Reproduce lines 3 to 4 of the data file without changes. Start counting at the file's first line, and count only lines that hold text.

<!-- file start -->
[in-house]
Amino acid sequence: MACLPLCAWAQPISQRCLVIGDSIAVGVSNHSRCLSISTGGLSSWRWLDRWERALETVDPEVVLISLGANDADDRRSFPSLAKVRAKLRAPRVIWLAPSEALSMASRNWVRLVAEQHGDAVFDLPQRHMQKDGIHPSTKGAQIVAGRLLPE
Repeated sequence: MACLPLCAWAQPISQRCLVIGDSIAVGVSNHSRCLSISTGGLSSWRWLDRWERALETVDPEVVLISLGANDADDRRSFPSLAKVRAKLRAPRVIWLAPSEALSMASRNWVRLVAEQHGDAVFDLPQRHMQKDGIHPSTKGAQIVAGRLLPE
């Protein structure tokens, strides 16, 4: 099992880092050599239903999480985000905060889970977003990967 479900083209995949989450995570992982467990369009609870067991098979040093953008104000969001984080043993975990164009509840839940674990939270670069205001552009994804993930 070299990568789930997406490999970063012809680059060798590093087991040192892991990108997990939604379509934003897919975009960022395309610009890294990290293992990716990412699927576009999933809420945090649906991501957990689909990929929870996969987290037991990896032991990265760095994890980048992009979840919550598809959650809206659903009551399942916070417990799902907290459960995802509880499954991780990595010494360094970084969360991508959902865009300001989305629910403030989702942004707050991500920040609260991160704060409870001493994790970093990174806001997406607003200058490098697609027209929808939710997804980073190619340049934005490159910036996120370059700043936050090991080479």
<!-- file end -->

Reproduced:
Repeated sequence: MACLPLCAWAQPISQRCLVIGDSIAVGVSNHSRCLSISTGGLSSWRWLDRWERALETVDPEVVLISLGANDADDRRSFPSLAKVRAKLRAPRVIWLAPSEALSMASRNWVRLVAEQHGDAVFDLPQRHMQKDGIHPSTKGAQIVAGRLLPE
């Protein structure tokens, strides 16, 4: 099992880092050599239903999480985000905060889970977003990967 479900083209995949989450995570992982467990369009609870067991098979040093953008104000969001984080043993975990164009509840839940674990939270670069205001552009994804993930 070299990568789930997406490999970063012809680059060798590093087991040192892991990108997990939604379509934003897919975009960022395309610009890294990290293992990716990412699927576009999933809420945090649906991501957990689909990929929870996969987290037991990896032991990265760095994890980048992009979840919550598809959650809206659903009551399942916070417990799902907290459960995802509880499954991780990595010494360094970084969360991508959902865009300001989305629910403030989702942004707050991500920040609260991160704060409870001493994790970093990174806001997406607003200058490098697609027209929808939710997804980073190619340049934005490159910036996120370059700043936050090991080479």